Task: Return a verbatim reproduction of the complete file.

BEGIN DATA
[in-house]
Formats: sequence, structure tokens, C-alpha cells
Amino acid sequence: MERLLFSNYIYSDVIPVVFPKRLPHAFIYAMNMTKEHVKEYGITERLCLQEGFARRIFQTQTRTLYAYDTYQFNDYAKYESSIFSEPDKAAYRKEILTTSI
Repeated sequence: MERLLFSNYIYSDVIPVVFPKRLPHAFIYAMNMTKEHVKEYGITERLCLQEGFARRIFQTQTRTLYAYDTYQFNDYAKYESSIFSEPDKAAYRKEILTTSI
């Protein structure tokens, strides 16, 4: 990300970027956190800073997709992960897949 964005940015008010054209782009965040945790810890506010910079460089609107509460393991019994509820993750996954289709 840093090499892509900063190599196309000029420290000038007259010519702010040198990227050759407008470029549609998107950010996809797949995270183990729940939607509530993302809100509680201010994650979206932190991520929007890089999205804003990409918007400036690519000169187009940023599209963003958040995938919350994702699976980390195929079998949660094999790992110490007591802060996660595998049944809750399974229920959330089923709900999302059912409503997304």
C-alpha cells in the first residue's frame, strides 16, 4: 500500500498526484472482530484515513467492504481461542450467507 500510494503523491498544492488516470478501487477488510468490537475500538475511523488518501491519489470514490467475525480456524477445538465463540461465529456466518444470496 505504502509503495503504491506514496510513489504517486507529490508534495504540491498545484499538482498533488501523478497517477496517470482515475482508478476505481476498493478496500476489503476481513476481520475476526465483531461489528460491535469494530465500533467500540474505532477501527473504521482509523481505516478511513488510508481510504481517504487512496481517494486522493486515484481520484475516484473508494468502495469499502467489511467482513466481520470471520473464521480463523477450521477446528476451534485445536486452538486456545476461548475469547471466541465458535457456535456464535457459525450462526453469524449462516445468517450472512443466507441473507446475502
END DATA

[in-house]
Formats: sequence, structure tokens, C-alpha cells
Amino acid sequence: MERLLFSNYIYSDVIPVVFPKRLPHAFIYAMNMTKEHVKEYGITERLCLQEGFARRIFQTQTRTLYAYDTYQFNDYAKYESSIFSEPDKAAYRKEILTTSI
Repeated sequence: MERLLFSNYIYSDVIPVVFPKRLPHAFIYAMNMTKEHVKEYGITERLCLQEGFARRIFQTQTRTLYAYDTYQFNDYAKYESSIFSEPDKAAYRKEILTTSI
């Protein structure tokens, strides 16, 4: 990300970027956190800073997709992960897949 964005940015008010054209782009965040945790810890506010910079460089609107509460393991019994509820993750996954289709 840093090499892509900063190599196309000029420290000038007259010519702010040198990227050759407008470029549609998107950010996809797949995270183990729940939607509530993302809100509680201010994650979206932190991520929007890089999205804003990409918007400036690519000169187009940023599209963003958040995938919350994702699976980390195929079998949660094999790992110490007591802060996660595998049944809750399974229920959330089923709900999302059912409503997304």
C-alpha cells in the first residue's frame, strides 16, 4: 500500500498526484472482530484515513467492504481461542450467507 500510494503523491498544492488516470478501487477488510468490537475500538475511523488518501491519489470514490467475525480456524477445538465463540461465529456466518444470496 505504502509503495503504491506514496510513489504517486507529490508534495504540491498545484499538482498533488501523478497517477496517470482515475482508478476505481476498493478496500476489503476481513476481520475476526465483531461489528460491535469494530465500533467500540474505532477501527473504521482509523481505516478511513488510508481510504481517504487512496481517494486522493486515484481520484475516484473508494468502495469499502467489511467482513466481520470471520473464521480463523477450521477446528476451534485445536486452538486456545476461548475469547471466541465458535457456535456464535457459525450462526453469524449462516445468517450472512443466507441473507446475502